Current copyright law allocates the initial ownership of works made by employees within the scope of their employment, to their employer. The work-made-for-hire doctrine is based on agency law, which in turn is based on tort law. This article revisits the doctrine and proposes an obvious—yet novel—basis, which integrates copyright and employment law. After drawing a spectrum of possible allocations of initial ownership, the article examines copyright law under an economic conception and employment law under a fairness conception. The discussion moderately supports current doctrine, with some modifications.
The article argues that an efficient and fair allocation is to award initial ownership to the party who bears the risk associated with making the work. Typical cases, based on the kind of work, employer and employee are proposed. Building on a Coasean analysis, I suggest that the law should avoid allocations that the market is likely to correct instantly in a costless manner. The analysis explains why penalty default rules are not suitable for the employment context, but instead, it offers to address information deficiencies with interpretive rules, by relying on the typical cases and with greater emphasis on job descriptions. The discussion illustrates yet another situation in which copyright law should not be developed in isolation from other fields of law. Within copyright law, the challenge is to preserve a multiplicity of forms of cultural production.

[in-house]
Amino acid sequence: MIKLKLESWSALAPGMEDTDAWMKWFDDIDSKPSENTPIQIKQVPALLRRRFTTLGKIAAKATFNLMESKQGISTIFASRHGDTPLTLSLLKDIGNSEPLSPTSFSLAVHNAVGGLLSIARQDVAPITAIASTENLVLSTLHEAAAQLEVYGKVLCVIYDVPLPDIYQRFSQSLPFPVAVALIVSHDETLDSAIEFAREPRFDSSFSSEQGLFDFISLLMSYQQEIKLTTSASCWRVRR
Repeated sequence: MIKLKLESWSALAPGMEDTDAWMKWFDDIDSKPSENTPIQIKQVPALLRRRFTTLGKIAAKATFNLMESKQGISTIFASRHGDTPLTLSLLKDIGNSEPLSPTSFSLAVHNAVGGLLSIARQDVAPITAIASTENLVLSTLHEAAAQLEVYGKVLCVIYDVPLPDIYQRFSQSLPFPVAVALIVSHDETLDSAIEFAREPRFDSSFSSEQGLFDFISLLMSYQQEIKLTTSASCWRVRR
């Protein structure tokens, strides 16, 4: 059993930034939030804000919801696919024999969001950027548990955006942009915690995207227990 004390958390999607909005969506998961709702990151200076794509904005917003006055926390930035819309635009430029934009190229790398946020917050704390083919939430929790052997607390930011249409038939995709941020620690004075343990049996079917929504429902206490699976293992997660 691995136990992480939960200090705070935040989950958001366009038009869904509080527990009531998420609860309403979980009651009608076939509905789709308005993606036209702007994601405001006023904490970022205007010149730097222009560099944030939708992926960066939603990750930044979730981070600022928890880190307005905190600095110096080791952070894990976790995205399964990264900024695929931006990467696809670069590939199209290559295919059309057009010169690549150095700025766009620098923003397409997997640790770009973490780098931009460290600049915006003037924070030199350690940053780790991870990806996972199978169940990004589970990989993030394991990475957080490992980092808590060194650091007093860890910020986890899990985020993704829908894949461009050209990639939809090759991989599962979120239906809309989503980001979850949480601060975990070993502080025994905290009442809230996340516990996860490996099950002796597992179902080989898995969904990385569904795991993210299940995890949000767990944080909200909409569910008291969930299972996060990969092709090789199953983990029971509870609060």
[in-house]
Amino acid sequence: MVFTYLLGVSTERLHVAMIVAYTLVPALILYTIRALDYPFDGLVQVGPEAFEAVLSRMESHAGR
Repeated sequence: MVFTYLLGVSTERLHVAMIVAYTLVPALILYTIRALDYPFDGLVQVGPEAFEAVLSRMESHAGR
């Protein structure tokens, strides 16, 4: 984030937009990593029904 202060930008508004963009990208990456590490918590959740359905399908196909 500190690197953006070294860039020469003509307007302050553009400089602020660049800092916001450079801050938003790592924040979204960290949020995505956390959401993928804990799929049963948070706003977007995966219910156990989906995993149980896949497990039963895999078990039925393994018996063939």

Intellectual Property | Labor and Employment Law
Date of this Version
Michael D. Birnhack, "Working Authors" (October 2008). Tel Aviv University Law Faculty Papers. Working Paper 97.